Sunday, 8 June 2014

... it's a jungle out there...

the unmown lawn
We are being encouraged by the Plantlife charity to set aside parts of our lawns as unmown areas - 'Say no to the mow'.

Aphid party busted by ladybird larvae in unmown lawn drama.
Traditionally scalped and weedkilled lawns provide little for wildlife - but a few weeks of growth and you'll find all kinds of interesting creepy crawlies in there. A bit like my untrimmed beard in many ways. You'll find you've created a pocket rainforest.

fritillaria seed pods
The area of the lawn we've set aside had been plug planted with cowslips and fritillaria for spring flowers. We need to leave the lawn unmown to allow the flowers to seed. After seed collecting, the lawn will be mown short again. I'm sure greenkeepers will blanch at this treatment of a lawn. Especially when they hear I intend to give this area a bit of a flogging after mowing so that flower seeds can get into contact with bare earth.
"Barbara! Come and read this. The man is an idiot. It's a crime against lawns!"

I guess you may be right. And those of you less entrenched in the ethical left-field will probably simply mow your lawn after its holiday, ready for the family French cricket competition.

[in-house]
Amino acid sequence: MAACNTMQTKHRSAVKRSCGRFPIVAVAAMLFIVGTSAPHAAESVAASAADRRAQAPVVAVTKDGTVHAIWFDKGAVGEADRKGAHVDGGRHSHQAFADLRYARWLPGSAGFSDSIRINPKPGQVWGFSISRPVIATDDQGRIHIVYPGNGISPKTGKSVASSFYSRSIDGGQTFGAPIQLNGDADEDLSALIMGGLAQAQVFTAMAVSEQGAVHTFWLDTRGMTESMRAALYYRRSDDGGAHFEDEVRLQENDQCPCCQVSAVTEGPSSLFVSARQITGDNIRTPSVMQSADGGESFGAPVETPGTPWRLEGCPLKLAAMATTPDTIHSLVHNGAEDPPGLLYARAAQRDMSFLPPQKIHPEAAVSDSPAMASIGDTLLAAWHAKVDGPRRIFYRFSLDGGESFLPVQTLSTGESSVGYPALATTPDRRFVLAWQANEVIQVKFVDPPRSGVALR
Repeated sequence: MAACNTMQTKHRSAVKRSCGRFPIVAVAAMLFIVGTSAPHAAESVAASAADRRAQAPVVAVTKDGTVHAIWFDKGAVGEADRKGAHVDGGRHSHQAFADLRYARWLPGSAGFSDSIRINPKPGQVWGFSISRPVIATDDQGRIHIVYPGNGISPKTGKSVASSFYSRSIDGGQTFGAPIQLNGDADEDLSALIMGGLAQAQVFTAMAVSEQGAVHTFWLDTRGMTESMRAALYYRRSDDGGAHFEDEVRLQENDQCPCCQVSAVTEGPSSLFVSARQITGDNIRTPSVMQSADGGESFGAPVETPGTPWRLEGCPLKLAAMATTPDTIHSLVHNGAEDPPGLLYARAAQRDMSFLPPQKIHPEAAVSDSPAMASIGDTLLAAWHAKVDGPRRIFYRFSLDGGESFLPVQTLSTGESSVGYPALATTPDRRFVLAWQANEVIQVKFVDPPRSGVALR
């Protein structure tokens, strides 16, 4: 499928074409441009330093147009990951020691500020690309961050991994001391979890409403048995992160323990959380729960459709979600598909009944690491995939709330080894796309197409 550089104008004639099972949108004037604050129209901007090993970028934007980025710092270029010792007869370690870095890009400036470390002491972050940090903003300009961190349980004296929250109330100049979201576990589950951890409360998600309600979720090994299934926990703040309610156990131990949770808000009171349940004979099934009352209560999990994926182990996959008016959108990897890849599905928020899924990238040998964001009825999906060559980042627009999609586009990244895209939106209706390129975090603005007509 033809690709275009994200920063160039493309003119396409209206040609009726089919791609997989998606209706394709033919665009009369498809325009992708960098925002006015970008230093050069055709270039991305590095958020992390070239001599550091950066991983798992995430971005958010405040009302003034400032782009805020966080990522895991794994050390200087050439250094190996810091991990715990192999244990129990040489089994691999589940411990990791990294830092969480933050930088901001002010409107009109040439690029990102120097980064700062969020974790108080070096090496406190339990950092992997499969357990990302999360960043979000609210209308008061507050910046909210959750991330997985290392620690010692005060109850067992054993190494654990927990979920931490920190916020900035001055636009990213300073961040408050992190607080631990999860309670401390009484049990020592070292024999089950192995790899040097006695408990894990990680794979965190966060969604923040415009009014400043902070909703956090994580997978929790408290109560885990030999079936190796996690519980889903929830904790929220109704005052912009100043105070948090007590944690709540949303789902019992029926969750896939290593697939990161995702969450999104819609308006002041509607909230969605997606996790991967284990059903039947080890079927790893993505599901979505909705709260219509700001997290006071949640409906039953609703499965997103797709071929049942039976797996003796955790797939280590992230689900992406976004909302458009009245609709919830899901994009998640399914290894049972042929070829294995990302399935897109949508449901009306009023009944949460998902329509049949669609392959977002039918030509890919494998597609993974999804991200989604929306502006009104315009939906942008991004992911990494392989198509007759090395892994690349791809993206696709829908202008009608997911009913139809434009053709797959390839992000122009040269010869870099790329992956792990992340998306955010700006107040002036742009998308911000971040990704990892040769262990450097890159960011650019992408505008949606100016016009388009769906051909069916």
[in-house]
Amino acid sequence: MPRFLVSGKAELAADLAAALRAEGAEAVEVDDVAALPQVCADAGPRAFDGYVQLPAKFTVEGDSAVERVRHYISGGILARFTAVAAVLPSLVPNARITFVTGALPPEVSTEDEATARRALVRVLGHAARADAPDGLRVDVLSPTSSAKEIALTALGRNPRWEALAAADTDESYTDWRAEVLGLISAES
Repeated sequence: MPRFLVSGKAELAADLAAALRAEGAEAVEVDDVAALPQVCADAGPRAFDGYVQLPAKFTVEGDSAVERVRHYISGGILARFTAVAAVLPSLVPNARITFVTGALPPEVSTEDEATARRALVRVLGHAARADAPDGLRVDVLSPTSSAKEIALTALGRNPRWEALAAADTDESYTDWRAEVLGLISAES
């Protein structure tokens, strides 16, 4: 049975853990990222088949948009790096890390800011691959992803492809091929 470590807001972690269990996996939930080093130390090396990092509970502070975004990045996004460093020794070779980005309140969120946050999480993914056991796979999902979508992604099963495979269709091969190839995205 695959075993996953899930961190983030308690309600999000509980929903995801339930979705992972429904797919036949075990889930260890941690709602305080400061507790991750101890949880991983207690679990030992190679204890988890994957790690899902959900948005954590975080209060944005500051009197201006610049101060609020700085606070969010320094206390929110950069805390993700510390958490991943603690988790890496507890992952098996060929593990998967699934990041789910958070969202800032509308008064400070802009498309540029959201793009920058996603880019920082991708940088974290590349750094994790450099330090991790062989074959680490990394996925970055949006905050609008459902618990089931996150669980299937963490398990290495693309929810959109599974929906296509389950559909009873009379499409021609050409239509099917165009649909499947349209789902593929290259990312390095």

But it's my conviction that the enemy of wildlife is monoculture - the growing of a single plant to the detriment of all others. A lawn that is weed and moss killed and excludes all other plants is as much a monoculture as an intensively grown field of leeks. I want biodiversity in my lawn. I love clover! I want other flowers to bloom. It's great for pollinators!

So, I'm pleased that this year's white clover and purple vetch are flowering and attracting bees and other insects. A better cameraman would have captured the long thin wasp that visited us. I'm pleased that the verdant growth is also providing food for aphids, which in turn will be fed on by birds and other insects.And drama too. Those ladybird larvae can certainly munch!

And I'm pleased to support Plantlife. Say no to the mow!




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